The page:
Image resolution

The resolution of a digital camera is often limited by the image sensor (typically a CCD or CMOS sensor chip) that turns light into discrete signals. The sensor is made up of millions of "buckets" that essentially count the number of photons that strike the sensor. The brighter the image at a given point on the sensor, the larger the value that is read for that pixel. Depending on the physical structure of the sensor, a color filter array may be used which requires a demosaicing/interpolation algorithm. The number of resulting pixels in the image determines its "pixel count". For example, a 640x480 image would have 307,200 pixels, or approximately 307 kilopixels; a 3872x2592 image would have 10,036,224 pixels, or approximately 10 megapixels. Image at left has a higher pixel count than the one to the right, but has lower spatial resolution. The pixel count alone is commonly presumed to indicate the resolution of a camera, but this simple figure of merit is a misconception. Other factors impact a sensor's resolution, including sensor size, lens quality, and the organization of the pixels (for example, a monochrome camera without a Bayer filter mosaic has a higher resolution than a typical color camera). Since only a few aspect ratios are commonly used (mainly 4:3 and 3:2), the number of sensor sizes that are useful is limited. Furthermore, sensor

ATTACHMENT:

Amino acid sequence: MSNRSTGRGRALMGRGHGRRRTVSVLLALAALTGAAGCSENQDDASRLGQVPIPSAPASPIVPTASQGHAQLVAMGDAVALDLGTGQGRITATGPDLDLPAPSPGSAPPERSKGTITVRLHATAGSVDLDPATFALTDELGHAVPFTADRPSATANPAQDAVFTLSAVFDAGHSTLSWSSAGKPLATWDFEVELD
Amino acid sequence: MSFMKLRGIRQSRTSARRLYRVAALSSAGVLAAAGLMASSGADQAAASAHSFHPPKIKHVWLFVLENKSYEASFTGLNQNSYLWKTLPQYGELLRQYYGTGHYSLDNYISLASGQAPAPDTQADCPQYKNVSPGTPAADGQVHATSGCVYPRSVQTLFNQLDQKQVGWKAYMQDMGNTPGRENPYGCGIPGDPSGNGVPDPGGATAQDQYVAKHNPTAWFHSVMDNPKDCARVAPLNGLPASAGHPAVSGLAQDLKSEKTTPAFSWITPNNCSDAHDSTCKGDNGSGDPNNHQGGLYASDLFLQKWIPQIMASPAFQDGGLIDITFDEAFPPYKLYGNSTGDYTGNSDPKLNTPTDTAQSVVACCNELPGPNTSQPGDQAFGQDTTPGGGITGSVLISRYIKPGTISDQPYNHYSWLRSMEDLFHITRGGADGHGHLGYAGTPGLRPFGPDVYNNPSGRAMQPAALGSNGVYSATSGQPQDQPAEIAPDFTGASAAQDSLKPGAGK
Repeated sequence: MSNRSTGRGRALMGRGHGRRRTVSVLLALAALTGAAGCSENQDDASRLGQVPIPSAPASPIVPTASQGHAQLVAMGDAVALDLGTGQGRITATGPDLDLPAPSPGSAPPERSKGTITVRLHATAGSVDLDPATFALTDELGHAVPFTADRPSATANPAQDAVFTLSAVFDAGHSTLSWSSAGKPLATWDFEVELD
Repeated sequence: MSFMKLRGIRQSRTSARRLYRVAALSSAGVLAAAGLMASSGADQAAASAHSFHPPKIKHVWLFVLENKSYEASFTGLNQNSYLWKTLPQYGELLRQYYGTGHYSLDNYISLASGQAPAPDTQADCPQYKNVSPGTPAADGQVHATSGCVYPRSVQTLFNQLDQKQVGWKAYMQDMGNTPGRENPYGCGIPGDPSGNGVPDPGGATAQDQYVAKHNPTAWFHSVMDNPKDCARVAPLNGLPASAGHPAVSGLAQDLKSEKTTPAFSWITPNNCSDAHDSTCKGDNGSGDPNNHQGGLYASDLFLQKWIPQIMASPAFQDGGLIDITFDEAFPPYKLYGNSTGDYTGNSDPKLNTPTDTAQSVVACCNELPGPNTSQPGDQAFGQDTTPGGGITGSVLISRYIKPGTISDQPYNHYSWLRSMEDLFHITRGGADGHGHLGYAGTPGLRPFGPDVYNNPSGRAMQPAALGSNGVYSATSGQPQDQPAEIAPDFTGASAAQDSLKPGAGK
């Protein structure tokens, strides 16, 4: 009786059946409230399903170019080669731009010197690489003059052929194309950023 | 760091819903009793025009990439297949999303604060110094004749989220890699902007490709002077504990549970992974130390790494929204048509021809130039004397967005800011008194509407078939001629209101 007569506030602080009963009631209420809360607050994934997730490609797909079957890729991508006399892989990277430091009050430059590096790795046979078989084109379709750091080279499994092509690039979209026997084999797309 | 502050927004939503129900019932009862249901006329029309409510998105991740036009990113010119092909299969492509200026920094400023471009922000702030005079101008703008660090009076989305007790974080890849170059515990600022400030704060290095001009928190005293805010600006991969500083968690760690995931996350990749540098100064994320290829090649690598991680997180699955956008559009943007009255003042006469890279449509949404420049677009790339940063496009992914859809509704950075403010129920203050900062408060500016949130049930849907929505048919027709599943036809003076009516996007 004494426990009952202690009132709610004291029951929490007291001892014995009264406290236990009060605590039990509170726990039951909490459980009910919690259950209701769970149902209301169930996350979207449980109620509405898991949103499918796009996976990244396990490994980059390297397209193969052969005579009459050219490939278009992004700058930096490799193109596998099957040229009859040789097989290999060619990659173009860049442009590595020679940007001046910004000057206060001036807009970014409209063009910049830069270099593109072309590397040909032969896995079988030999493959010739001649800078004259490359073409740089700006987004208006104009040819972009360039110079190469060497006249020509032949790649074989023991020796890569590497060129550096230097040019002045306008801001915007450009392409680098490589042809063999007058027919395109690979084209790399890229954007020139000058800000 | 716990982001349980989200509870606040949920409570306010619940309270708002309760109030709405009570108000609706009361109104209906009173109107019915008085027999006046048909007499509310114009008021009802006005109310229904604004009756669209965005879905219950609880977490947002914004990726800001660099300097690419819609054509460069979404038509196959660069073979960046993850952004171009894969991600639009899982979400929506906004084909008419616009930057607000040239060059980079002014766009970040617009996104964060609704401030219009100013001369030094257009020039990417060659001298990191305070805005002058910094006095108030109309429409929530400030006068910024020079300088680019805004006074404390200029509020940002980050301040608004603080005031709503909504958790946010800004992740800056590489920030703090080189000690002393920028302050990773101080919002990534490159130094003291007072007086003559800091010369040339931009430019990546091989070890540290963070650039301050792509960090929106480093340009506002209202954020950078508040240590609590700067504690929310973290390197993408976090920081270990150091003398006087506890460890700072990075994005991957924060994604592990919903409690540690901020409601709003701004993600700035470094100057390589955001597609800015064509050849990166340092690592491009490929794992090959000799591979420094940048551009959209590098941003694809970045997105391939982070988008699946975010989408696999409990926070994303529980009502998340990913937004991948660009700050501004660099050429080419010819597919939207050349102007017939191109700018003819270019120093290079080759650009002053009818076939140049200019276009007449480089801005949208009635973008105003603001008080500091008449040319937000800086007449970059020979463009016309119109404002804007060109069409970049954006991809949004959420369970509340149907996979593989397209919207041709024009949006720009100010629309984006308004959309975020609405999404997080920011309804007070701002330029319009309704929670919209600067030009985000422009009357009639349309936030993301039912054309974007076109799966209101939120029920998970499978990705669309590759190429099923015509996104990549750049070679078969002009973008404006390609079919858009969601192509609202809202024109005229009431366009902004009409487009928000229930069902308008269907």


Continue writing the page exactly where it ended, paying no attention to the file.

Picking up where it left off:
anufacturers do not produce every possible sensor size, but take incremental steps in sizes. For example, in 2012 the three largest sensors (in terms of pixel count) used by Canon were the 22.3, 21.1, and 17.9 megapixel CMOS sensors. Demanding high quality and resolution (e.g. for use in professional photography), this count is an object of manufacturer competition. The highest resolution available on the market for consumer digital cameras is 80.1 MP. Image resolution is the detail an image holds. The term applies to raster digital images, film images, and other types of images. Higher resolution means more image detail. Image resolution can be measured in various ways. Basically, resolution quantifies how close lines can be to each other and still be visibly resolved. Resolution units can be tied to physical sizes (e.g. lines per mm, lines per inch), to the overall size of a picture (lines per picture height, also known simply as lines, TV lines, or TVL), or to angular subtenant. Line pairs are often used instead of lines; a line pair comprises a dark line and an adjacent light line. A line is either a dark line or a light line. A resolution 10 lines per millimeter means 5 dark lines alternating with 5 light lines, or 5 line pairs per millimeter (5 LP/mm). Photographic lens and film resolution are most often quoted in line pairs per millimeter.